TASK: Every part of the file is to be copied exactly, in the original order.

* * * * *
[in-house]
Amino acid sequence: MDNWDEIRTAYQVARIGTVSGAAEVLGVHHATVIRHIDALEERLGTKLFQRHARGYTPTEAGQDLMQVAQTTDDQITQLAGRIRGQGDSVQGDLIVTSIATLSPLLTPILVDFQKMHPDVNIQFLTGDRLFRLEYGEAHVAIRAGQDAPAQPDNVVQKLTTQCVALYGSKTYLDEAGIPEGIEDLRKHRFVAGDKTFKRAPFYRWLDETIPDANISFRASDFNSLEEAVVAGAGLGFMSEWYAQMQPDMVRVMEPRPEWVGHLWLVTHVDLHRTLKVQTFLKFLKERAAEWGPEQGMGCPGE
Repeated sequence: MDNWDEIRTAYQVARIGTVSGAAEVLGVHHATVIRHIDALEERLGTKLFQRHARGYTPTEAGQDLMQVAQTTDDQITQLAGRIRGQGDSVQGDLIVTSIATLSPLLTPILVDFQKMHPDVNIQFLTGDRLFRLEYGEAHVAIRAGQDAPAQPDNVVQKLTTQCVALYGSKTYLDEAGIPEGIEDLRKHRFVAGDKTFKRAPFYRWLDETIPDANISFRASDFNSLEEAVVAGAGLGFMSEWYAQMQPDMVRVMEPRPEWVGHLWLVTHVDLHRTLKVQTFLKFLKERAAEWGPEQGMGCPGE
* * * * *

[in-house]
Amino acid sequence: MDNWDEIRTAYQVARIGTVSGAAEVLGVHHATVIRHIDALEERLGTKLFQRHARGYTPTEAGQDLMQVAQTTDDQITQLAGRIRGQGDSVQGDLIVTSIATLSPLLTPILVDFQKMHPDVNIQFLTGDRLFRLEYGEAHVAIRAGQDAPAQPDNVVQKLTTQCVALYGSKTYLDEAGIPEGIEDLRKHRFVAGDKTFKRAPFYRWLDETIPDANISFRASDFNSLEEAVVAGAGLGFMSEWYAQMQPDMVRVMEPRPEWVGHLWLVTHVDLHRTLKVQTFLKFLKERAAEWGPEQGMGCPGE
Repeated sequence: MDNWDEIRTAYQVARIGTVSGAAEVLGVHHATVIRHIDALEERLGTKLFQRHARGYTPTEAGQDLMQVAQTTDDQITQLAGRIRGQGDSVQGDLIVTSIATLSPLLTPILVDFQKMHPDVNIQFLTGDRLFRLEYGEAHVAIRAGQDAPAQPDNVVQKLTTQCVALYGSKTYLDEAGIPEGIEDLRKHRFVAGDKTFKRAPFYRWLDETIPDANISFRASDFNSLEEAVVAGAGLGFMSEWYAQMQPDMVRVMEPRPEWVGHLWLVTHVDLHRTLKVQTFLKFLKERAAEWGPEQGMGCPGE